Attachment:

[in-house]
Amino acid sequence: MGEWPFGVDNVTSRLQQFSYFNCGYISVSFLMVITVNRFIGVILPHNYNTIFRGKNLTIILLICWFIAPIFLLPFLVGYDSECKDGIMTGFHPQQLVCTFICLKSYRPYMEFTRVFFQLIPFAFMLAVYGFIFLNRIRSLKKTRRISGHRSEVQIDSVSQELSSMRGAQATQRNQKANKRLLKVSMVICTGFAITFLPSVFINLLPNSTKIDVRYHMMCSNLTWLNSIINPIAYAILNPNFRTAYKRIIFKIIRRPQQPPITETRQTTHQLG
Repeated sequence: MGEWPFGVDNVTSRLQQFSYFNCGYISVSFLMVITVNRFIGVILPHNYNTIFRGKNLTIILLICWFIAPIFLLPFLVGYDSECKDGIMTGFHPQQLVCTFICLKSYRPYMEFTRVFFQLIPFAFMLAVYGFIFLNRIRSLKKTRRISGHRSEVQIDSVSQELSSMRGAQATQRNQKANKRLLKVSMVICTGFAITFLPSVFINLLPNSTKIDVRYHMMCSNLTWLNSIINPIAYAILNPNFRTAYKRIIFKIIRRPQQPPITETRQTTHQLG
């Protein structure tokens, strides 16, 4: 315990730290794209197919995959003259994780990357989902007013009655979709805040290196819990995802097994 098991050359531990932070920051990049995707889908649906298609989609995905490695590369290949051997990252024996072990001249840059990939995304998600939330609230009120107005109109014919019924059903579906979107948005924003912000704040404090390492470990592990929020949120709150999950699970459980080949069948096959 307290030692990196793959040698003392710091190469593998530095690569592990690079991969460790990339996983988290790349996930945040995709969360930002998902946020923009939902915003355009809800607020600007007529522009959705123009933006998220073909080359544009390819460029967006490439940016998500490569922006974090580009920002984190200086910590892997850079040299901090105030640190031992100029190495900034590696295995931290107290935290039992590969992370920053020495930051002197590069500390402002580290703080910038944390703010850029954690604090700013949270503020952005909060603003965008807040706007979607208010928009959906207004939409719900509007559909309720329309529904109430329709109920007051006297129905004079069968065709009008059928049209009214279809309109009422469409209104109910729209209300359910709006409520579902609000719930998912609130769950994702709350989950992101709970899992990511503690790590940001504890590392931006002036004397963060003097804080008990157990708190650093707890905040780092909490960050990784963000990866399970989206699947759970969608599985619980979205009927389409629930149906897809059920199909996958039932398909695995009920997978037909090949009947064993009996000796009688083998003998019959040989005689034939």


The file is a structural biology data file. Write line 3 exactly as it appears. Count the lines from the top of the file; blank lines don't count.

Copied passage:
Repeated sequence: MGEWPFGVDNVTSRLQQFSYFNCGYISVSFLMVITVNRFIGVILPHNYNTIFRGKNLTIILLICWFIAPIFLLPFLVGYDSECKDGIMTGFHPQQLVCTFICLKSYRPYMEFTRVFFQLIPFAFMLAVYGFIFLNRIRSLKKTRRISGHRSEVQIDSVSQELSSMRGAQATQRNQKANKRLLKVSMVICTGFAITFLPSVFINLLPNSTKIDVRYHMMCSNLTWLNSIINPIAYAILNPNFRTAYKRIIFKIIRRPQQPPITETRQTTHQLG